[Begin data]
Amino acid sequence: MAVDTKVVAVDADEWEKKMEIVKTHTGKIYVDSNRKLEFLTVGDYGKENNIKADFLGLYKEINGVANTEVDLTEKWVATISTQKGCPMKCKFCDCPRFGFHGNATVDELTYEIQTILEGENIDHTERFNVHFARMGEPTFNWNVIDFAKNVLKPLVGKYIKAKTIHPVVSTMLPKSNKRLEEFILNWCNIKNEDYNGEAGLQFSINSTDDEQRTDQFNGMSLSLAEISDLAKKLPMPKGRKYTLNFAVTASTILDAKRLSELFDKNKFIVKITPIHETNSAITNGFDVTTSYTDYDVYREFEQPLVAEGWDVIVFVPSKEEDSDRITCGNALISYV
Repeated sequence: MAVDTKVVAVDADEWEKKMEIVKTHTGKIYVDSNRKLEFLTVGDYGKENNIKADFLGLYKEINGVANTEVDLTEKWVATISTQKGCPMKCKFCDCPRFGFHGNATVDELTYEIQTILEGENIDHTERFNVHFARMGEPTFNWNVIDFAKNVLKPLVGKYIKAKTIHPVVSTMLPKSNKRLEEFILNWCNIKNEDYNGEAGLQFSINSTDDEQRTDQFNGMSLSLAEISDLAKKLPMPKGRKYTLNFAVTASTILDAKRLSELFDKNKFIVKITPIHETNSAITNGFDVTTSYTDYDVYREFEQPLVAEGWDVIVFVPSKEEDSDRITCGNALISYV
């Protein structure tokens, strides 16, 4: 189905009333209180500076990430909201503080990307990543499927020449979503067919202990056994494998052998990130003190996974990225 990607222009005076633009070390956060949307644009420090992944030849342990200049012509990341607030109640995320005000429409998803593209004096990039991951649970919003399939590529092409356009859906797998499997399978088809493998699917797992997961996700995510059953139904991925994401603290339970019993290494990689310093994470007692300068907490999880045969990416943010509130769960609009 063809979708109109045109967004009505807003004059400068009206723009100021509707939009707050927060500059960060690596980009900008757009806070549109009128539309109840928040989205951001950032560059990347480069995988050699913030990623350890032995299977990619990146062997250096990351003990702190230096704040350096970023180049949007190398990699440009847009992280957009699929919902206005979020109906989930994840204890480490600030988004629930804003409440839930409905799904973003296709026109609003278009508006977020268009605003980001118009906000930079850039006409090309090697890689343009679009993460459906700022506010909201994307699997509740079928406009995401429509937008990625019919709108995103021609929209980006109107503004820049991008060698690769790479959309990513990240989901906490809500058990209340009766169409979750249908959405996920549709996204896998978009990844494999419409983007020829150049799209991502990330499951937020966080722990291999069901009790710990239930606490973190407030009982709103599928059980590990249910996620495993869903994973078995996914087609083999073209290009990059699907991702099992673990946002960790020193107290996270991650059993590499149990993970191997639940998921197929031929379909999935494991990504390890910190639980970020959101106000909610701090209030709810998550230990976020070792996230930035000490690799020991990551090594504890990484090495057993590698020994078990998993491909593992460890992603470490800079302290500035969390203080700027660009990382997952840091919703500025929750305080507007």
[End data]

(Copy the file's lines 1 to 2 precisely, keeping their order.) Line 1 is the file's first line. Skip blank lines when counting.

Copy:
Amino acid sequence: MAVDTKVVAVDADEWEKKMEIVKTHTGKIYVDSNRKLEFLTVGDYGKENNIKADFLGLYKEINGVANTEVDLTEKWVATISTQKGCPMKCKFCDCPRFGFHGNATVDELTYEIQTILEGENIDHTERFNVHFARMGEPTFNWNVIDFAKNVLKPLVGKYIKAKTIHPVVSTMLPKSNKRLEEFILNWCNIKNEDYNGEAGLQFSINSTDDEQRTDQFNGMSLSLAEISDLAKKLPMPKGRKYTLNFAVTASTILDAKRLSELFDKNKFIVKITPIHETNSAITNGFDVTTSYTDYDVYREFEQPLVAEGWDVIVFVPSKEEDSDRITCGNALISYV
Repeated sequence: MAVDTKVVAVDADEWEKKMEIVKTHTGKIYVDSNRKLEFLTVGDYGKENNIKADFLGLYKEINGVANTEVDLTEKWVATISTQKGCPMKCKFCDCPRFGFHGNATVDELTYEIQTILEGENIDHTERFNVHFARMGEPTFNWNVIDFAKNVLKPLVGKYIKAKTIHPVVSTMLPKSNKRLEEFILNWCNIKNEDYNGEAGLQFSINSTDDEQRTDQFNGMSLSLAEISDLAKKLPMPKGRKYTLNFAVTASTILDAKRLSELFDKNKFIVKITPIHETNSAITNGFDVTTSYTDYDVYREFEQPLVAEGWDVIVFVPSKEEDSDRITCGNALISYV